|Location(s):||PRINCE EDWARD, Virginia|
|Course:||“Rise and Fall of the Slave South,” University of Virginia|
|Rating:||2 (1 votes)|
Collegiate life in the nineteenth century bore many resemblances to modern university life. In Hampden-Sidney College's yearly publication, The Kaleidoscope, students shared stories of pranks, sports victories, and rigorous course loads that could easily have been written by a college student today. However, the influence of Greek life was much greater in the nineteenth century. Especially at all-male schools, like many of the best were, fraternities were not an option, they were a way of life.
The first collegiate society bearing Greek letters was founded at the College of William and Mary in Williamsburg, Virginia in 1776. This fraternity, Phi Beta Kappa, was founded as a secret organization with the express purpose of exploring and discussing literature with the other members of the society. Phi Beta Kappa remained the only Greek letter organization on the collegiate scene until the founding of Chi Delta Theta at Yale in 1821. Chi Delta Theta had a similar philosophy to Phi Beta Kappa, but was generally too large to encourage bonding and brotherhood amongst members. The first fraternity that bore any resemblance to the modern social fraternity was Kappa Alpha, founded at Union College in 1825. In 1827, Union was also the cradle for the creation of Sigma Phi and Delta Phi. These three organizations became known as the Union Triad and were the models for other Greek letter organizations to follow.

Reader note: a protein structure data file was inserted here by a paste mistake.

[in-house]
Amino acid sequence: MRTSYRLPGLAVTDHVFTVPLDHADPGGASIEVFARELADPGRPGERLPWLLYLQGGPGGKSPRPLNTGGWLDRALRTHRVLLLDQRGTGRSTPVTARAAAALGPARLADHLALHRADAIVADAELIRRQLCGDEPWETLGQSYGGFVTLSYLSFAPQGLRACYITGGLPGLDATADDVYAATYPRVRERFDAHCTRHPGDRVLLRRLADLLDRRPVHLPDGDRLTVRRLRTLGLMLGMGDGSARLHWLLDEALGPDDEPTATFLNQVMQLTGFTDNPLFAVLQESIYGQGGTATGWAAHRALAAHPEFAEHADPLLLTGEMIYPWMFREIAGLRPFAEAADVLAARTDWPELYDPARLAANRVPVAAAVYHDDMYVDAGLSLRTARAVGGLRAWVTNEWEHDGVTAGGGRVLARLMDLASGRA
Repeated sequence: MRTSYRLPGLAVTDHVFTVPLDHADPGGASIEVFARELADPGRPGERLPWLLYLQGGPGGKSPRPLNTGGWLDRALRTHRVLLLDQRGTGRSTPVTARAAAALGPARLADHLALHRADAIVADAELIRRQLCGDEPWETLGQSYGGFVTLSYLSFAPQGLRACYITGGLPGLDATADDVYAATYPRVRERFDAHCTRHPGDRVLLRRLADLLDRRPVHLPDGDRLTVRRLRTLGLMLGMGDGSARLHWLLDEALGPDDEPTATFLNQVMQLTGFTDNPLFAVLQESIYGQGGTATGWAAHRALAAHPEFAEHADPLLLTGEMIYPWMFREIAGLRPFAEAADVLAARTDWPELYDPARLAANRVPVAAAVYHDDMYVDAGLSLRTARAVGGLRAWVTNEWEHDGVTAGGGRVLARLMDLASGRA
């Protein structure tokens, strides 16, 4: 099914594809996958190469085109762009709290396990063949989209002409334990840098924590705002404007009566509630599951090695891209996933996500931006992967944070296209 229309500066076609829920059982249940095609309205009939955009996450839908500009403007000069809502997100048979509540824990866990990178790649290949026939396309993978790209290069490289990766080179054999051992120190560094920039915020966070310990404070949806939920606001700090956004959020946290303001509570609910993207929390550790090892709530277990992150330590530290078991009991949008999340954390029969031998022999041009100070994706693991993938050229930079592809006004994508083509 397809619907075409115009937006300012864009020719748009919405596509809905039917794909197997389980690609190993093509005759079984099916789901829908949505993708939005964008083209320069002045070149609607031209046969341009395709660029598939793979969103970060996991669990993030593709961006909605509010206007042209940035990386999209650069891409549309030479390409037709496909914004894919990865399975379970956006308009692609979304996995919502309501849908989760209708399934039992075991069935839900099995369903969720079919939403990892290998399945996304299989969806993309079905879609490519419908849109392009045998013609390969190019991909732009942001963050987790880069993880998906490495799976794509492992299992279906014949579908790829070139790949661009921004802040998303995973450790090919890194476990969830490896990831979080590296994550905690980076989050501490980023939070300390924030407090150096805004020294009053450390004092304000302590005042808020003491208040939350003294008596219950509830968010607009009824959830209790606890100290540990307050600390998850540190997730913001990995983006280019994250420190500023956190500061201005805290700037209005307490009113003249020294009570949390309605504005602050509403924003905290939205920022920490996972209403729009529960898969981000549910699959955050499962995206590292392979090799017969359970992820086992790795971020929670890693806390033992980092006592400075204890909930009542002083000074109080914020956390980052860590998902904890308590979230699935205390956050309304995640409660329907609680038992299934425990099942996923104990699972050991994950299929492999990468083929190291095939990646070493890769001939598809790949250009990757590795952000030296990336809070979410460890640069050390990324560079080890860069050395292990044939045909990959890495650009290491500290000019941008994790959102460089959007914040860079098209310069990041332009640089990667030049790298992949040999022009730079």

The first social fraternity to charter in the South was known as the Mystical Seven, and was founded at Emory College in 1841 and at Franklin College, later known as the University of Georgia, in 1844. However, the first distinctively "southern" fraternity, WWW, was founded at the University of Mississippi in 1842. The second fraternity to be deemed southern in nature was Sigma Alpha Epsilon, founded at the University of Alabama in 1856. The dichotomy between southern and northern fraternities became clear during the Civil War. Collegiate activity was largely suspended during the war, and although no new fraternities were founded, national pride became instilled in the brotherhoods. After the war, many southern schools refused to re-charter fraternities that were founded in the North, and even went so far as to establish the Southern and Northern Orders of the Kappa Alpha Fraternity.
Fraternal rivalries existed not only between northern and southern fraternities, but also between fraternities at individual colleges. As the Kaleidoscope shows, Hampden-Sidney chose to form a Pan-Hellenic council with representatives from each fraternity to ameliorate feuds between the young men. The "spirit of Pan-Hellenism" at Hampden-Sidney was preserved through this council, and Pan-Hellenic councils still exists at many Universities today.
In the grand scheme of American history, fraternities have played a much larger role than that any other collegiate social clubs have. During the nineteenth century, the southern fraternity grew from a simple social organization to an institution used to perpetuate southern ideals and lifestyles. Some of these ideals are very positive, such as honor, scholastic achievement, and brotherhood. However, the southern fraternity has also become a vehicle to preserve less progressive ideals, such as racism, classism, and geographic discrimination.